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A Site That Just Might Be Addictive


It's hard to imagine a less than dapper image of Humphrey Bogart, but as depicted on one particular World Wide Web page, he looks especially dashing.

Dressed in a trench coat and slightly cocked hat, he stands in a foggy locale, looking off to one side with a knowing smile made up of equal parts world weariness and amusement. His left hand is in the pocket of the coat and his right hand casually holds--as it so often did--a lit cigarette.

This is the Smoker's Home Page, dedicated "to the great pastime of smoking." Here you can find essays, message boards, resource lists and photographs, all devoted to political advocacy and to the proposition that smoking is elegant, stylish and sexy.

Nowhere on this extensive site is it mentioned that Bogart died at 56 of lung cancer.

If cancer is mentioned at all at this and the several other pro-smoking sites on the Web, it's usually to deny or downplay the disease's widely accepted connection with the habit.

The Smoker's Home Page--at --is a refuge, where those who agree with Bob Dole that smoking is "not necessarily" an addiction can find support and solace.

"It's no surprise that these people have turned to the Web for a sense of community, a sense of belonging," said Shelley Pasnik, the director of children's policy with the Washington D.C.-based advocacy group the Center for Media Education.

The center is certainly not known as a friend of smokers. Earlier this year, the group urged the FDA to establish rules that would prevent the tobacco industry from targeting Internet promotions toward young people. But Pasnik said she can understand the reasons smokers have taken to the Net: "These are people who might feel ostracized in so many parts of society."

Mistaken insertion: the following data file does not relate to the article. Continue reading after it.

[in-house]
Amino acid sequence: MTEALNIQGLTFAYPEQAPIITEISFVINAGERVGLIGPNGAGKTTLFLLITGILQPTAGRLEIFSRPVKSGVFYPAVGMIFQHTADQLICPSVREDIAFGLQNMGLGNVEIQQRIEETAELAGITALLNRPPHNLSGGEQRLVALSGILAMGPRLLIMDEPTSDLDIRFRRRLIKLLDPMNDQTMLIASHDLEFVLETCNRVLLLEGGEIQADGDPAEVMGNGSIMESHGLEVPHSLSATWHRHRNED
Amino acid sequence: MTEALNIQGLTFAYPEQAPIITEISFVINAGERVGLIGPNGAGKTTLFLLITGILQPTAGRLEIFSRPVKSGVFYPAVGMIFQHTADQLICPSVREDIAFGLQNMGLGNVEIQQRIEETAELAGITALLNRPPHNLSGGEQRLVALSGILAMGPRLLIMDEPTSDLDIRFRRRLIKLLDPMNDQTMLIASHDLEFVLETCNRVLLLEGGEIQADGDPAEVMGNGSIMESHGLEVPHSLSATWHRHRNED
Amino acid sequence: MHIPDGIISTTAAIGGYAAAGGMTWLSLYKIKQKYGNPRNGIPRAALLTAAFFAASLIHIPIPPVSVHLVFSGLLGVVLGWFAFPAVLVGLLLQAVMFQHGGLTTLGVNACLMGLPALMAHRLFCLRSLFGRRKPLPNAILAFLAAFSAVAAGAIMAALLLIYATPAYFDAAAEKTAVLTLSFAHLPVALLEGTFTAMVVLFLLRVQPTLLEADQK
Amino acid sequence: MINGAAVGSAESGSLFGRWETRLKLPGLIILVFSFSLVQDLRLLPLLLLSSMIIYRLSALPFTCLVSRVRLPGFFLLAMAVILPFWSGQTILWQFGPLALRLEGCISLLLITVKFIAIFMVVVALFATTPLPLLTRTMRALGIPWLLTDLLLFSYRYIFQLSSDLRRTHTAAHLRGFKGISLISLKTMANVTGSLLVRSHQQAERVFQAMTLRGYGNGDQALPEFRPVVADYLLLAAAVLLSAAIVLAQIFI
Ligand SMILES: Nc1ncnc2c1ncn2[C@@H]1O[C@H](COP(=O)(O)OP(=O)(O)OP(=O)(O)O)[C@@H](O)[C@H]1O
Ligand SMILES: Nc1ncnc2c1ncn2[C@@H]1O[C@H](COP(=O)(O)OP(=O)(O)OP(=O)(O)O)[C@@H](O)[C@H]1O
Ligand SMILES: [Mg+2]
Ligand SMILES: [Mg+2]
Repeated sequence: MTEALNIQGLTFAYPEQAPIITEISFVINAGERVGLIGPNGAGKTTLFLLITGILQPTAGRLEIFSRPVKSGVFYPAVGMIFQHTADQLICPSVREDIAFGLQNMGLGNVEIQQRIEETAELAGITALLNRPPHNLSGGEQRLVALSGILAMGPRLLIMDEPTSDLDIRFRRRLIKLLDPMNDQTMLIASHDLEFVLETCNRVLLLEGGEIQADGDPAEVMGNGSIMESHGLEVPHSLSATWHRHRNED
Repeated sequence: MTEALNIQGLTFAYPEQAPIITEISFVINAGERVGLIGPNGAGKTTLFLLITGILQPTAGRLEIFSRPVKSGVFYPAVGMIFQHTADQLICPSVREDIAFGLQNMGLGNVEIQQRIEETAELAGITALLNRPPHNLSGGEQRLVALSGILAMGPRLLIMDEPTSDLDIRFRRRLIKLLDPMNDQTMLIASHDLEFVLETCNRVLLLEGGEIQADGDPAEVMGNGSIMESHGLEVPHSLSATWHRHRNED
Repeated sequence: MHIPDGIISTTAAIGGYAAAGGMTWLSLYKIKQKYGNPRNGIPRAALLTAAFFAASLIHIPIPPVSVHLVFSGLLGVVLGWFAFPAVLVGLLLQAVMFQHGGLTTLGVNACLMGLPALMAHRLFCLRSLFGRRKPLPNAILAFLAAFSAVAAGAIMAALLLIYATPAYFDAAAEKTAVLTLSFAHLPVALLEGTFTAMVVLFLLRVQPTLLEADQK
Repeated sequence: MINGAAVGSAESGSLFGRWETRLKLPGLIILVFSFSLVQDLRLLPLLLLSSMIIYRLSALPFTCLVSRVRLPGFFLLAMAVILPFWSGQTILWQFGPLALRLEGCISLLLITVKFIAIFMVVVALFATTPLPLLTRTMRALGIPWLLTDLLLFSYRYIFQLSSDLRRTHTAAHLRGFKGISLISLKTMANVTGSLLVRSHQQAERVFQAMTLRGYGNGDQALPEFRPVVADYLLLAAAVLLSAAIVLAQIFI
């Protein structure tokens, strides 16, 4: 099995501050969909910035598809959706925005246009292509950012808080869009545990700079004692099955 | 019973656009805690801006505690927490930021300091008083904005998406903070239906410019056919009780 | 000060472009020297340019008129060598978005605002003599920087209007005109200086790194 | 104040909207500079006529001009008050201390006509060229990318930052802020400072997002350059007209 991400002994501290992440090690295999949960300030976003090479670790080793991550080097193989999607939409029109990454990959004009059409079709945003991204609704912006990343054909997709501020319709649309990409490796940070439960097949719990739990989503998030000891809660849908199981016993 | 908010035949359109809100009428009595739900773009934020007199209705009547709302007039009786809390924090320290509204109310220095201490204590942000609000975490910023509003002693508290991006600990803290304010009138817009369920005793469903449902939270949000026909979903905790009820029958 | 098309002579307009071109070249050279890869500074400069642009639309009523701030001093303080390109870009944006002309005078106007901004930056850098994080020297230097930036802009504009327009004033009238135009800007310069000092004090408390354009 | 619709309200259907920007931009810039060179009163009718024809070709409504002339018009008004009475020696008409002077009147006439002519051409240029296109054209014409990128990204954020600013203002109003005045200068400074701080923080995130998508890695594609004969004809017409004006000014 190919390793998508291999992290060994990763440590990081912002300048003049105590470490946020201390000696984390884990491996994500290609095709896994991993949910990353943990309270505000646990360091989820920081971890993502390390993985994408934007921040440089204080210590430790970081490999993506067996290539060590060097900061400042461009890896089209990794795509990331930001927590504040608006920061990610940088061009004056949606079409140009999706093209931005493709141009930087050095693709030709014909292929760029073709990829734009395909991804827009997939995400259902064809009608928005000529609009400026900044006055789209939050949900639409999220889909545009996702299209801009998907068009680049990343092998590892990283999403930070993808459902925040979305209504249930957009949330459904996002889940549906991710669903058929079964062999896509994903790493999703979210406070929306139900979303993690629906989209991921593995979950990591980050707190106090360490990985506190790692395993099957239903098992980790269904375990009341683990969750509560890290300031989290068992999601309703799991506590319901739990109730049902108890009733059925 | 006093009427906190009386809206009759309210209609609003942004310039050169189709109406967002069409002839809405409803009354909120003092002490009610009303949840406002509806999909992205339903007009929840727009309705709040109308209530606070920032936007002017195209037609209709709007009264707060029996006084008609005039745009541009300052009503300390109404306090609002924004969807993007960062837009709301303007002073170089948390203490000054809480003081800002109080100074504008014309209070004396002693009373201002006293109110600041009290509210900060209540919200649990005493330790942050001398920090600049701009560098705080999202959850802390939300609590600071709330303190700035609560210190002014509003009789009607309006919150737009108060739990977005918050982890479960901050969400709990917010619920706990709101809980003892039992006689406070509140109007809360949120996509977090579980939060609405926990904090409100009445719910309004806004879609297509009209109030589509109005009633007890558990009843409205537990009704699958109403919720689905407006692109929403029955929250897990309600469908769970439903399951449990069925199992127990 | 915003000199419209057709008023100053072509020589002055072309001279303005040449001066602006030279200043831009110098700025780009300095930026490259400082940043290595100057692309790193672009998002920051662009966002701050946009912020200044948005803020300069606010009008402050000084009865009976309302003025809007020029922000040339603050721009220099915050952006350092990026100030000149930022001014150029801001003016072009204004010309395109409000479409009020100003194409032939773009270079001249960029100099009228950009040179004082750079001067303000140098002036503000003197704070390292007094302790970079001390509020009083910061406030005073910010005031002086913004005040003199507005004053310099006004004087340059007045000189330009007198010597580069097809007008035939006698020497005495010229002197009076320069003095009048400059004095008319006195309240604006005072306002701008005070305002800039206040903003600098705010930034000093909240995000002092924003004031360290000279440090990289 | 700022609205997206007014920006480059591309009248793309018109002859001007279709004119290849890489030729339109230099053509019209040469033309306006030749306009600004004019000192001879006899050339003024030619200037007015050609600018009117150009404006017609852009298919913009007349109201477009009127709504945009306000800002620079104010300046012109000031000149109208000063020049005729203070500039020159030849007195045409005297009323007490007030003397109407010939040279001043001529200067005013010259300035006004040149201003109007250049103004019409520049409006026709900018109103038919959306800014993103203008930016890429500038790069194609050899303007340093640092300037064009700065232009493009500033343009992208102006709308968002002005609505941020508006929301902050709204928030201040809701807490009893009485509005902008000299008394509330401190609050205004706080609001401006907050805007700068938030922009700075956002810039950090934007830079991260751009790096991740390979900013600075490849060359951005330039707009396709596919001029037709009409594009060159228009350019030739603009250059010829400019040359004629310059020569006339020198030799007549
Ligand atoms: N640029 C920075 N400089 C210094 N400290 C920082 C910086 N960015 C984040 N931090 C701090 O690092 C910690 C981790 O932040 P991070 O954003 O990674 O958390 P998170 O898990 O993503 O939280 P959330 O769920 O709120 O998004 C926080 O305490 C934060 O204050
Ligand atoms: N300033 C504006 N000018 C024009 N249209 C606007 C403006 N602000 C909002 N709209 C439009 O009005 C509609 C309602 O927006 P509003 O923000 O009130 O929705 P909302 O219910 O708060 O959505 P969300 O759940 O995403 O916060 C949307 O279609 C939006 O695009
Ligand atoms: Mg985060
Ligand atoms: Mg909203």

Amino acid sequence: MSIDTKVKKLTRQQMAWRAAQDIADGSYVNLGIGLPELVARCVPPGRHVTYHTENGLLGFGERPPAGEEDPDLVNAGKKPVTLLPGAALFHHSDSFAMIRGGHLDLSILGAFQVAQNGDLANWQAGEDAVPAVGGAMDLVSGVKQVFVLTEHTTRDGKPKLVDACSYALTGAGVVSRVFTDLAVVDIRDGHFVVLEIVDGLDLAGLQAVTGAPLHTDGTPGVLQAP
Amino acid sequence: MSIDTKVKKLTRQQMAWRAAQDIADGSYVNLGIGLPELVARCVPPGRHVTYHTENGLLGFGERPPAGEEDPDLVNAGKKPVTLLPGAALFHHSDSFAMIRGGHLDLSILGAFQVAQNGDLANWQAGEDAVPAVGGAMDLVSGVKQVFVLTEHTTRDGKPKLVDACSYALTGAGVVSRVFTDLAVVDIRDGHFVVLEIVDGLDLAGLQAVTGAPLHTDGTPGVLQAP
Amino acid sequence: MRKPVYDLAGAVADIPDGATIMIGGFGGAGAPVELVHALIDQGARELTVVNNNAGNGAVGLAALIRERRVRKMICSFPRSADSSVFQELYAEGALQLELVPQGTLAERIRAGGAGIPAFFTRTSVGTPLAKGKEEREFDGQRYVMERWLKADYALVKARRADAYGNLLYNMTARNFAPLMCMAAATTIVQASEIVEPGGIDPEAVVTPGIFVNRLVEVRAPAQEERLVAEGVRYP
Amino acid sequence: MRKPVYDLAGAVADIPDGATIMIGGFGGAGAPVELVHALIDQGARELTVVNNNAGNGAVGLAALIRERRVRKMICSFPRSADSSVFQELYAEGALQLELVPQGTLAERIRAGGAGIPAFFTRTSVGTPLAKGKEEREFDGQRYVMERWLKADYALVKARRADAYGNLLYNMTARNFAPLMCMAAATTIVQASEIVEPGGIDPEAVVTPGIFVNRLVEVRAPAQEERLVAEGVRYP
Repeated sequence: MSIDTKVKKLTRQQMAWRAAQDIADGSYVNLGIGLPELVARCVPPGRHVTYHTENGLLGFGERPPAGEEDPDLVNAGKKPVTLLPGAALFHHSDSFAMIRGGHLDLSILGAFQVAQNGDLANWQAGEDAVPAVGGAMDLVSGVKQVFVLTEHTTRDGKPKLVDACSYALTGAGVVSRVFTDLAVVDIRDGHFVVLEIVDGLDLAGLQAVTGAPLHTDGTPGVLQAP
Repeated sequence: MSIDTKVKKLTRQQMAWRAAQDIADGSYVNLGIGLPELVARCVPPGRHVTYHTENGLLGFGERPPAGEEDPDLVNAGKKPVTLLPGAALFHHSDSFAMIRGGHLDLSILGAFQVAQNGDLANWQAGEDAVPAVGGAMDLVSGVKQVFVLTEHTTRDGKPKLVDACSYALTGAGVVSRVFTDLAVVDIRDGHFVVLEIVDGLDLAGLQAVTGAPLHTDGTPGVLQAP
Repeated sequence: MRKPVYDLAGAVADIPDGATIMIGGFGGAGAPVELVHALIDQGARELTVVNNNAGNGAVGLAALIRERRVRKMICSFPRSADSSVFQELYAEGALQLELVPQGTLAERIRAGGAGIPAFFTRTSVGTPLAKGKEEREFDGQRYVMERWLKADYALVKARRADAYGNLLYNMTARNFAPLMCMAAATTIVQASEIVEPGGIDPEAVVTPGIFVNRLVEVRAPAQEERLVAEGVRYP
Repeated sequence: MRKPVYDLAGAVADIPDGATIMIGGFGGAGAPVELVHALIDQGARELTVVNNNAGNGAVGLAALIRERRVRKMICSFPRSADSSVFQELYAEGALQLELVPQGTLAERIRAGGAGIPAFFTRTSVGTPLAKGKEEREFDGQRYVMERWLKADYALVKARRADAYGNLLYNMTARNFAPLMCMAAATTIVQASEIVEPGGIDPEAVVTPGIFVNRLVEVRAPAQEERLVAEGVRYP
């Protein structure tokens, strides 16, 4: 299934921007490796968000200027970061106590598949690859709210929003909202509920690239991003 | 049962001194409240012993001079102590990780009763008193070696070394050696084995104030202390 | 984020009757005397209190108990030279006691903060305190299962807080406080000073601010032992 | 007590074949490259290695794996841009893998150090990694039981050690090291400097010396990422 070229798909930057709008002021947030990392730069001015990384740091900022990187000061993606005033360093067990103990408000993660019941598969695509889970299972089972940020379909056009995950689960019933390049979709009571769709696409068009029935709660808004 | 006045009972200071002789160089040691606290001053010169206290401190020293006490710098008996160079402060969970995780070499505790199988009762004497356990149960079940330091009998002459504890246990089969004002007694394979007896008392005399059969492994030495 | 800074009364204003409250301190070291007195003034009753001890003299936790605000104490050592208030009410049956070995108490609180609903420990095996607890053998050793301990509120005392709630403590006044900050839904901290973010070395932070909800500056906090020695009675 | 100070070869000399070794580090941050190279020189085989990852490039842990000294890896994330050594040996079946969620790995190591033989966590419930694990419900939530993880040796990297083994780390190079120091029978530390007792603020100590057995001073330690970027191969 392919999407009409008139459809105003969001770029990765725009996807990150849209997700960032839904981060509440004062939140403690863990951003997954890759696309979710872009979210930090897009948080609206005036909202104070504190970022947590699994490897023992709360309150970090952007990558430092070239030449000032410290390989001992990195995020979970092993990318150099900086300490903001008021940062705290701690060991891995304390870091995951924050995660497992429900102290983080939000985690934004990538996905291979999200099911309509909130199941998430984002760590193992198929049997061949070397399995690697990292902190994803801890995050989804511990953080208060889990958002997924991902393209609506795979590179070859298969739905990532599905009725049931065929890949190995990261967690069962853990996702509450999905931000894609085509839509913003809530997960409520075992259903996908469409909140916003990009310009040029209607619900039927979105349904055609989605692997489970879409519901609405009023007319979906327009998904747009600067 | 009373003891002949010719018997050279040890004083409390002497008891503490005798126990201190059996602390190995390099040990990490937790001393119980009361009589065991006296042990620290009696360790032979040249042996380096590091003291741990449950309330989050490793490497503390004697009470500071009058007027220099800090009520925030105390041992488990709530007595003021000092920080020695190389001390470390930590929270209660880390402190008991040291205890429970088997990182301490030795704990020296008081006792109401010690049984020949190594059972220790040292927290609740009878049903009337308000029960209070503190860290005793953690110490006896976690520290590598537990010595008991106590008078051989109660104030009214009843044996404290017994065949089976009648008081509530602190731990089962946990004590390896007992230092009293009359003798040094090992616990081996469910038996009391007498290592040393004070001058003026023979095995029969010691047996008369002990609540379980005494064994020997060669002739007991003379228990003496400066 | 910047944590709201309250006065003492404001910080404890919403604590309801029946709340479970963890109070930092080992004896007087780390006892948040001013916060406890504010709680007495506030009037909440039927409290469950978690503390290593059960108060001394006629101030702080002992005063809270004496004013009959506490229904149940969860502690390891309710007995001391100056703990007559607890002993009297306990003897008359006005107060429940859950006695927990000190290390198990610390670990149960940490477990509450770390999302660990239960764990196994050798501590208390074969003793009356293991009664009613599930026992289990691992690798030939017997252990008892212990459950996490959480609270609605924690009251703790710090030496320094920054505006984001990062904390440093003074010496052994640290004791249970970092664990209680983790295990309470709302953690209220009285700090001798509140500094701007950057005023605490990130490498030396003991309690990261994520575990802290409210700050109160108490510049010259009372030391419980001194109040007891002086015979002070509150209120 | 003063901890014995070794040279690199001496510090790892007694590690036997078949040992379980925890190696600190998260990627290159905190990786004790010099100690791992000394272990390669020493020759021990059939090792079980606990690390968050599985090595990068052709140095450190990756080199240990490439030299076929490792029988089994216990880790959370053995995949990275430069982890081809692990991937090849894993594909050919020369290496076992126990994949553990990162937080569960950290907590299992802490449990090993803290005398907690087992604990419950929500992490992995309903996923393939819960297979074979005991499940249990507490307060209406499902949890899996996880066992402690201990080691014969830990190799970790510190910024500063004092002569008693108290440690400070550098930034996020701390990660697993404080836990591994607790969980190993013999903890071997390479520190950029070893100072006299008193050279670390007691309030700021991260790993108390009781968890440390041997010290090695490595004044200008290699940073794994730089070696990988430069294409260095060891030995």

Indeed, there is a feisty, "us versus them" attitude throughout the handsomely designed page.

"Warning! this page may be hazardous to anti-smokers' blood pressure," it states on the opening page in a parody of the cigarette package warning.

This site and other pro-smoking spots are so rebellious and frisky, that at first glance it's easy to admire them. These lively folks are having fun thumbing their noses at officialdom and much of society.

But then you get to the message board, where you find a posting titled "New Smoker!!" from a woman named Marie: "Could someone please tell me the finer points of inhaling? I'm about killing myself when I inhale and then I don't quite know what to do. Help!"

Several male posters jumped to her aid and more than one message had sexual overtones. "Relax, it helps you control your breathing," suggested a man who described himself as an "admirer of young ladies who smoke."

"Tell me how old are you and when and how did you start," urged another.

Marie responded that she was 20. And although she declined to disclose details about her start in smoking, she enthusiastically thanked all respondents for their suggestions and support.

Marie is now a member of the club to which Bogart belonged. She has a 12 times greater chance of dying of lung cancer than a nonsmoker, says the American Cancer Society (for male smokers, the incidence is 22 times greater).

It may not take a village to make a smoker, but it doesn't hurt to have a Web community on hand for support.

* Cyburbia's e-mail address is

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